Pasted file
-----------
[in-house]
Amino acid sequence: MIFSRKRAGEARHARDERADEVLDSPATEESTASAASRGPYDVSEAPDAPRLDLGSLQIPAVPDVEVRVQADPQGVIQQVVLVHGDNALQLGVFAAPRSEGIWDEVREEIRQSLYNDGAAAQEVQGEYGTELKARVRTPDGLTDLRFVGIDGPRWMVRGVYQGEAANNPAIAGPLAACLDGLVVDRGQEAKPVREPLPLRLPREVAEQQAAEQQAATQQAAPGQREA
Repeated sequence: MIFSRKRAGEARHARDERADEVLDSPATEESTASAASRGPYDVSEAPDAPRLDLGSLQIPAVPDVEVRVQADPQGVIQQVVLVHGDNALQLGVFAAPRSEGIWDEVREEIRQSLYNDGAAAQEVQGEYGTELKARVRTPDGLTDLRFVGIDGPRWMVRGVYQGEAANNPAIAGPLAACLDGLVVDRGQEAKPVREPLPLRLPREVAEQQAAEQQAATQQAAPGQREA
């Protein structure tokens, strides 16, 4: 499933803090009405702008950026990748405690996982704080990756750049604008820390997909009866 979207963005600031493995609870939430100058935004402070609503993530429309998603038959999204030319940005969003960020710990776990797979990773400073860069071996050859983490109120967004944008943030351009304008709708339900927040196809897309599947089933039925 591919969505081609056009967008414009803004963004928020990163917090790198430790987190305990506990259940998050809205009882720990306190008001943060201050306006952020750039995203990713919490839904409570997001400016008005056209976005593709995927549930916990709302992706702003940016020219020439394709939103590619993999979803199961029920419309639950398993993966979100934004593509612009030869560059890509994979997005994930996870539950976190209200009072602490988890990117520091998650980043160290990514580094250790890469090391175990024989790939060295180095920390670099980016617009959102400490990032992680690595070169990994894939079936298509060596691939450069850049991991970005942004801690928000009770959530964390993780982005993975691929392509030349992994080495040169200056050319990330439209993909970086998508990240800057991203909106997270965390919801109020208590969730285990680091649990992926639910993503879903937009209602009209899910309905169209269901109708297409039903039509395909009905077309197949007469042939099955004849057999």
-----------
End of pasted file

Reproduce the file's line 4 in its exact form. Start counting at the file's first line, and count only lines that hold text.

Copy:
């Protein structure tokens, strides 16, 4: 499933803090009405702008950026990748405690996982704080990756750049604008820390997909009866 979207963005600031493995609870939430100058935004402070609503993530429309998603038959999204030319940005969003960020710990776990797979990773400073860069071996050859983490109120967004944008943030351009304008709708339900927040196809897309599947089933039925 591919969505081609056009967008414009803004963004928020990163917090790198430790987190305990506990259940998050809205009882720990306190008001943060201050306006952020750039995203990713919490839904409570997001400016008005056209976005593709995927549930916990709302992706702003940016020219020439394709939103590619993999979803199961029920419309639950398993993966979100934004593509612009030869560059890509994979997005994930996870539950976190209200009072602490988890990117520091998650980043160290990514580094250790890469090391175990024989790939060295180095920390670099980016617009959102400490990032992680690595070169990994894939079936298509060596691939450069850049991991970005942004801690928000009770959530964390993780982005993975691929392509030349992994080495040169200056050319990330439209993909970086998508990240800057991203909106997270965390919801109020208590969730285990680091649990992926639910993503879903937009209602009209899910309905169209269901109708297409039903039509395909009905077309197949007469042939099955004849057999």